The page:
Wednesday, June 29, 2016

29th June, 2016 Foot Perfect

Today was the third session of working on foot handling with two year old coloured cob, Bertie. When I first started working with his feet he would walk through you, snatch his feet away, kneel on you, stamp his back feet down on top of yours, or just kick. For session 1 I worked on asking him to accept touch and NOT pick his feet up, using a feather duster, and later my own hand. For session 2 I worked on setting up a cue to ask him to pick up his feet and then asked him to hold them up for 5 to 10 seconds each time.

For this third session I worked on asking him to hold them up for much longer (in fact I no longer needed to time it because he is so well balanced he can hold them up for as long as is needed), to allow them to be picked out, tapped with the hoof pick and 'rasped'. I gave him marks out of ten for the presentation of each foot and he achieved an astonishing 38 out of 40 on several occasions and with his owner. He is now ready for a trim from the farrier which should tidy his feet up a lot.

On our way back to Fritham we spotted these New Forest ponies and assorted friends not looking at all impressed with the wintery weather. One of them has somehow managed to get her, hi-visibility collar around her front leg but doesn't seem to be struggling.  She is a very wild, wild pony and so it's not possible for anyone to get near enough to cut it off.  I am assured that she is being carefully monitored for rubs by her owner and the local agister and will be extricated at the next drift if it hasn't come away by then. The collars are breakable and elasticated.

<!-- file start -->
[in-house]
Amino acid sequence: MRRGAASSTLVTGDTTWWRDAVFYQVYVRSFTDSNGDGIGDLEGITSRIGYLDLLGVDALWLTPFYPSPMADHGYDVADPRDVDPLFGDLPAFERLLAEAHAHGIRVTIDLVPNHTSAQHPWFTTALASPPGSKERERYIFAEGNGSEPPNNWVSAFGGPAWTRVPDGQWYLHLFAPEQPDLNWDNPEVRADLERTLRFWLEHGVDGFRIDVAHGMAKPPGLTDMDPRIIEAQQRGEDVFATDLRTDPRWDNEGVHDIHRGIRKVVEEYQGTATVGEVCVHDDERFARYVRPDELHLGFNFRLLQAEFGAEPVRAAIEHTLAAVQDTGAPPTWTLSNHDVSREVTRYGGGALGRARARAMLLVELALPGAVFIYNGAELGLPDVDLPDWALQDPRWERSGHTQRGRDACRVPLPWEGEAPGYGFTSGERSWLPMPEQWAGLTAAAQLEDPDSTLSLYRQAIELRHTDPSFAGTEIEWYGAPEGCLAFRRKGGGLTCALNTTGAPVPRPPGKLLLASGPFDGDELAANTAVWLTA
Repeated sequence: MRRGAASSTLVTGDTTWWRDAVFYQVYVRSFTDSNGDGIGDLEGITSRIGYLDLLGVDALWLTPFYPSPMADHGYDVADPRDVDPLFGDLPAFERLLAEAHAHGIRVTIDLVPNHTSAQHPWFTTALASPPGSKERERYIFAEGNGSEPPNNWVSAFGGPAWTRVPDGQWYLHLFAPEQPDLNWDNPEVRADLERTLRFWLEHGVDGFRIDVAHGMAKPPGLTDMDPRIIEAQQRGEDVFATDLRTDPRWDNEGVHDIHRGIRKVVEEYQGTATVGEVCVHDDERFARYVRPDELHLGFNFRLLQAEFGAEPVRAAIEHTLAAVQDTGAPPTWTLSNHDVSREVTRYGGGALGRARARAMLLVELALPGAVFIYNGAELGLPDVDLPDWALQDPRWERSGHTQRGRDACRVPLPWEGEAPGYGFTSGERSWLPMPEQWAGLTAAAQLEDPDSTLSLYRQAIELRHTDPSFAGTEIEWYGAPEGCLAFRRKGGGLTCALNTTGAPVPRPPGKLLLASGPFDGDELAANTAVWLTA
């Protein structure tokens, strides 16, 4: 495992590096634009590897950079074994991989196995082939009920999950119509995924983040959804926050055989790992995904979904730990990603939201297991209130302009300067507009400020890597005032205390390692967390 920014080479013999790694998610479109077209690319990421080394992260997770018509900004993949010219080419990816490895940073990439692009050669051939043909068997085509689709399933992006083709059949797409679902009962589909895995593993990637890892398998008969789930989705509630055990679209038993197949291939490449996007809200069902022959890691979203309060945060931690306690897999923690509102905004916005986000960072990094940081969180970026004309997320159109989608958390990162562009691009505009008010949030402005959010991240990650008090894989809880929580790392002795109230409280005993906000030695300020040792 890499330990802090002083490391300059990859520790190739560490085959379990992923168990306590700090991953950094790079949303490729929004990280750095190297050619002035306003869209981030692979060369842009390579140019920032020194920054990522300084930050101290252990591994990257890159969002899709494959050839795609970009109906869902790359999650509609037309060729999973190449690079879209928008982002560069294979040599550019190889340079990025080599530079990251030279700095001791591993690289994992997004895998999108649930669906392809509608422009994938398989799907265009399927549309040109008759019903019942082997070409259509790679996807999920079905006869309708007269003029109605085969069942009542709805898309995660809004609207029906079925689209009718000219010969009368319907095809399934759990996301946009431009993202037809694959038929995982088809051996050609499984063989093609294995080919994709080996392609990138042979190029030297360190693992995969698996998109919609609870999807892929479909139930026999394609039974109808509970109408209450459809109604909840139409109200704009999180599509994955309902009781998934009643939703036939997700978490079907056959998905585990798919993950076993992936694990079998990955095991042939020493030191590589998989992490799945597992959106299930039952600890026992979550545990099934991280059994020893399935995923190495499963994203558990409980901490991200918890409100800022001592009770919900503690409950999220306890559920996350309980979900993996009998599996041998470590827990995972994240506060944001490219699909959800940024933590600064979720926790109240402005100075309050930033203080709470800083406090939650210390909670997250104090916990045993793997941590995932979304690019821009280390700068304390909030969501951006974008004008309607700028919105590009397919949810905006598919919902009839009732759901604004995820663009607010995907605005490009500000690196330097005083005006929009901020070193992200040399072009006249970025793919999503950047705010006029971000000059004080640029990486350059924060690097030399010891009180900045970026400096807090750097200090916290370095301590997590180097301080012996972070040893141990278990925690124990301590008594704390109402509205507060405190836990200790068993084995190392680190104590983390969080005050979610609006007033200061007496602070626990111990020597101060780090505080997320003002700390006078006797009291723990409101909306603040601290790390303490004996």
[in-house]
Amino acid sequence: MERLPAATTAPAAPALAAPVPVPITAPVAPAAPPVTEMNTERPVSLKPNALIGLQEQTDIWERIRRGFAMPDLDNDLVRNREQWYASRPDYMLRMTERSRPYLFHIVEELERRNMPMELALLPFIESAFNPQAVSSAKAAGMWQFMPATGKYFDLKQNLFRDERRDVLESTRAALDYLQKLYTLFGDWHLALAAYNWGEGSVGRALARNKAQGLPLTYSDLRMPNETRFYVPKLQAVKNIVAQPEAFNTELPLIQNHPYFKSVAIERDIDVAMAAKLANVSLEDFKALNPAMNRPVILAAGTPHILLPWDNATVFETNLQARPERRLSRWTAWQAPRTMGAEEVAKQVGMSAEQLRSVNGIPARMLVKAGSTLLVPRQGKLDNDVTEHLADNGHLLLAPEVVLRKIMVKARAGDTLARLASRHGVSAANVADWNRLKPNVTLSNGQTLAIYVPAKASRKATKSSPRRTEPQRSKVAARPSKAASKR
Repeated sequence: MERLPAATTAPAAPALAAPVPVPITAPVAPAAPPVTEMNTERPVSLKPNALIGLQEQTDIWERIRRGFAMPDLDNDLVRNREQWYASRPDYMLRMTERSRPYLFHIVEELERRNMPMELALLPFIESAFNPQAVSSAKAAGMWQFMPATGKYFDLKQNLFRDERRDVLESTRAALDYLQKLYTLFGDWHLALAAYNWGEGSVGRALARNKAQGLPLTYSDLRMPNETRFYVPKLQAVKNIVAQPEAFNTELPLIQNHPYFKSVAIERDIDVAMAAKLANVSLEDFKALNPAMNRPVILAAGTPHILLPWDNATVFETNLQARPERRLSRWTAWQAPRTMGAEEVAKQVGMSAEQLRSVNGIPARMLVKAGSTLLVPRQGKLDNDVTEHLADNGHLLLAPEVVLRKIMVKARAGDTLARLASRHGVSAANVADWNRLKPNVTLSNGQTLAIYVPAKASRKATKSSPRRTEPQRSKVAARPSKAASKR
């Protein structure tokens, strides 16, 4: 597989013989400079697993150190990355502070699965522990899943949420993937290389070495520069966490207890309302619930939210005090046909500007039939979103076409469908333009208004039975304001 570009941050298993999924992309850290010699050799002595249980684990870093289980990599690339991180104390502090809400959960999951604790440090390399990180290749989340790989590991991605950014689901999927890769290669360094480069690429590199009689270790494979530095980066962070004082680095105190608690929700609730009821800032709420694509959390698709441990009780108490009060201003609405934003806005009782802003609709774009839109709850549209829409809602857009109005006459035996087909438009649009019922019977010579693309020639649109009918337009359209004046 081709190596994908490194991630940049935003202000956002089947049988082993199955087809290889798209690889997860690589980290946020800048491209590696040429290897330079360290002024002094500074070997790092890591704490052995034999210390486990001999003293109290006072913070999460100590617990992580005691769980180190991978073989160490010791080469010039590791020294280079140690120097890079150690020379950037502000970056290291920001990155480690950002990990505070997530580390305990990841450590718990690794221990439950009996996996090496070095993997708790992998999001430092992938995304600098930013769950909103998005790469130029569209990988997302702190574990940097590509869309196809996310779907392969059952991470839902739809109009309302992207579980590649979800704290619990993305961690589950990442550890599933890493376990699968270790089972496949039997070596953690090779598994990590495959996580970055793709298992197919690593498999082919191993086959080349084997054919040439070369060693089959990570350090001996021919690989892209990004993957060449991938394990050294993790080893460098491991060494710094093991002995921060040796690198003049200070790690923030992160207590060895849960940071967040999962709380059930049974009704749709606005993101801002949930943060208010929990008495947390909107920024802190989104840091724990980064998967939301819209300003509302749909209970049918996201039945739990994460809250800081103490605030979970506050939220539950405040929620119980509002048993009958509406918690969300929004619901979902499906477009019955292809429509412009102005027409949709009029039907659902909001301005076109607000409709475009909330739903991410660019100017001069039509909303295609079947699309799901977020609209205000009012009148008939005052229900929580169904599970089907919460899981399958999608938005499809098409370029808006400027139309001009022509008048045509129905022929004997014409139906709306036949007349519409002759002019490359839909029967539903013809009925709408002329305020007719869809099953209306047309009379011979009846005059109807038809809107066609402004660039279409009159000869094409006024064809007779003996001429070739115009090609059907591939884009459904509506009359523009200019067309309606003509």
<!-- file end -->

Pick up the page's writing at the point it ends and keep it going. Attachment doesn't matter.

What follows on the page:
I made a little start with Zoe and Zelda, working on leading and separation from each other. Although they are only partially related - one's mother is the other's grandmother - I now think of them as twins. In fact, Zelda is Bella's half sister as both are by Lovelyhill Hendrix.

The plan was straightforward - take one pony out of the top gate, walk down the adjoining field at a slight distance from the fence, and then go back in through the bottom gate. The incline makes it easier for the pony to 'accidentally' keep up and therefore to find the release in the lead rein; both are instinctively inclined to pull at the moment.

Feet picking up, leading, and so on, are things that we take for granted in the well handled, domesticated, older horses that we buy and yet all of these things have to be taught somewhere along the line. I think the greatest proportion of my work these days in helping people to educate their young horses.